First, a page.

It seems so long ago that I wrote about buying a loom to make hairpin lace. It was certainly before all the hustle and bustle of the holiday season and it wasn’t until after Christmas that I figured out how to use the loom.
For my first project I chose this infinity scarf. The link to the pattern has a detailed video which includes both making the hairpin lace and constructing the scarf. I used a different type of yarn so my results are different from the one created in the video. I took a few photos during the process to give you an idea of how this works.
To create hairpin lace the yarn is looped around the pegs of the loom and each loop is secured in place by a crochet stitch. On this loom both the top and bottom cross bars are removable and there are holes at various distances so the hairpin lace can be made different widths.
At first I found it quite awkward using both the loom and the crochet hook but after a while I was able to get into a rhythm and it went quite quickly from there.
To remove the lace from the loom I only had to remove the bottom cross bar then slide the lace off of the pegs. While this piece has about 30 loops on each side, the scarf I made had four strips like this each with 240 loops on each side.
After I had all four strips made, I joined them together by slipping five loops of one strip though five loops of a second strip then slipping the next five loops of the first strip though those five loops. This process was repeated though the entire length of the strips and created the braided or rope-like appearance. I didn’t get any photos of that process but it can be viewed in the above video. The edges were finished by slipping five loops of the strip over the next five loops of the same strip and repeating the process along the entire edge.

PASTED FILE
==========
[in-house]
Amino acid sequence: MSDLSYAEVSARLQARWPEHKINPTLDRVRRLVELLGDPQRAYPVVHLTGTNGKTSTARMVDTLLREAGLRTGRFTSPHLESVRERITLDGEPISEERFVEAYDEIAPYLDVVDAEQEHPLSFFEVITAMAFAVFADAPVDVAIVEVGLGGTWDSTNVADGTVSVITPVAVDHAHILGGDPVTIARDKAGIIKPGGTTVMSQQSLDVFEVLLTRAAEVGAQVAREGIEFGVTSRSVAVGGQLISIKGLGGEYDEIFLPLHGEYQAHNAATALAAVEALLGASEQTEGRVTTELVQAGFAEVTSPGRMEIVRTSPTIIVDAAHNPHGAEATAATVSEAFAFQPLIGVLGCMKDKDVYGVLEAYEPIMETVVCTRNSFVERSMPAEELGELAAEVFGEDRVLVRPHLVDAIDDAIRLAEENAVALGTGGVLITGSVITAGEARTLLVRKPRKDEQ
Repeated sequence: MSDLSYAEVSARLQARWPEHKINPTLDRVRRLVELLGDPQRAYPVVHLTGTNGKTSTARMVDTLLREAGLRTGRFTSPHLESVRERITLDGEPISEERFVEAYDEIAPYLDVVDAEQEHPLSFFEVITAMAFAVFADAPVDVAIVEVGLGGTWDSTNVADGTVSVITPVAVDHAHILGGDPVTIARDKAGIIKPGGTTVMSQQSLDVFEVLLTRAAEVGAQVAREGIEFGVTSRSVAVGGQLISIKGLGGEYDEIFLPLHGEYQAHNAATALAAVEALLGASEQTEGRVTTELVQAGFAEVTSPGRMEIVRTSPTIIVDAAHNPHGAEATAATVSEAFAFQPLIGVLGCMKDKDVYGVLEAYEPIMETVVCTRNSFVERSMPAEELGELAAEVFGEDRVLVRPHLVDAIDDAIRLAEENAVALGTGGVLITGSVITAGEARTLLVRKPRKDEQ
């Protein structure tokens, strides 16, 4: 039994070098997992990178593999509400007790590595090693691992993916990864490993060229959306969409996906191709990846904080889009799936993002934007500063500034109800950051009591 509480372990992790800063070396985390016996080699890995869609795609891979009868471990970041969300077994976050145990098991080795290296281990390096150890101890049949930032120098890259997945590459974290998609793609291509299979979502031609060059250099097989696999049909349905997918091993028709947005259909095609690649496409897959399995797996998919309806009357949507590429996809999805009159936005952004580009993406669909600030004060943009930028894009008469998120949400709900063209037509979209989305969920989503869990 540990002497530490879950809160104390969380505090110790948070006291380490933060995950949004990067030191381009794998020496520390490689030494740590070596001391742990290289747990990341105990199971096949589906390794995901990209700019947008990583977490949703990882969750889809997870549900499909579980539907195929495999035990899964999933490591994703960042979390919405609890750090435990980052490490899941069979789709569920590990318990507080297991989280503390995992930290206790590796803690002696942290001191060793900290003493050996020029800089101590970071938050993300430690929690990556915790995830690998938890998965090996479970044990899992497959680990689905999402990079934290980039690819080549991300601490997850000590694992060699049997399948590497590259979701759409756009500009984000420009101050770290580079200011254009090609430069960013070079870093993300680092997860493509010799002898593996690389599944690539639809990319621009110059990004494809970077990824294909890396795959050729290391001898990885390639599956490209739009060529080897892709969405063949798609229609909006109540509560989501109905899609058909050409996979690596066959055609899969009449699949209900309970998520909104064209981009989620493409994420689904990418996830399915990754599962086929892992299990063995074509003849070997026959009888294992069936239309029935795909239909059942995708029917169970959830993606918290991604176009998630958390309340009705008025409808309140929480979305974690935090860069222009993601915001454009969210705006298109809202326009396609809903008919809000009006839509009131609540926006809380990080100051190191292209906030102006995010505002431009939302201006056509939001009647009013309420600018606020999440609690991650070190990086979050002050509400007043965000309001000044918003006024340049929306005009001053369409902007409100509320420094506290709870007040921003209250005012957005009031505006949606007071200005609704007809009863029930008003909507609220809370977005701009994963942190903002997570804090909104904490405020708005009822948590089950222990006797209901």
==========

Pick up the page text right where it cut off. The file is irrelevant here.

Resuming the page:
This is the finished scarf. I like the braided effect and can see this process being used to make an afghan, poncho or ear warmer. In fact I have decided to make an ear warmer using this design.
This design is one of many ways that hairpin lace can be used, and from the beautiful, intricate items I am seeing made with it, I would guess this is probably one the easier method of using it.
Now for a couple of bonus photos.
My sister KC, the one that has been teaching me how to sew, made me this really cute hat for my birthday.
She also made matching bandanas for the dogs. LOL. Her fabric choices were perfect.
If you look closely you can see the white fabric has red barns, windmills, chickens and sunflowers – it’s like this fabric was made for me. The yellow print is filled with honey bees. She knows me well!
What do you think of pets dressed to match their people?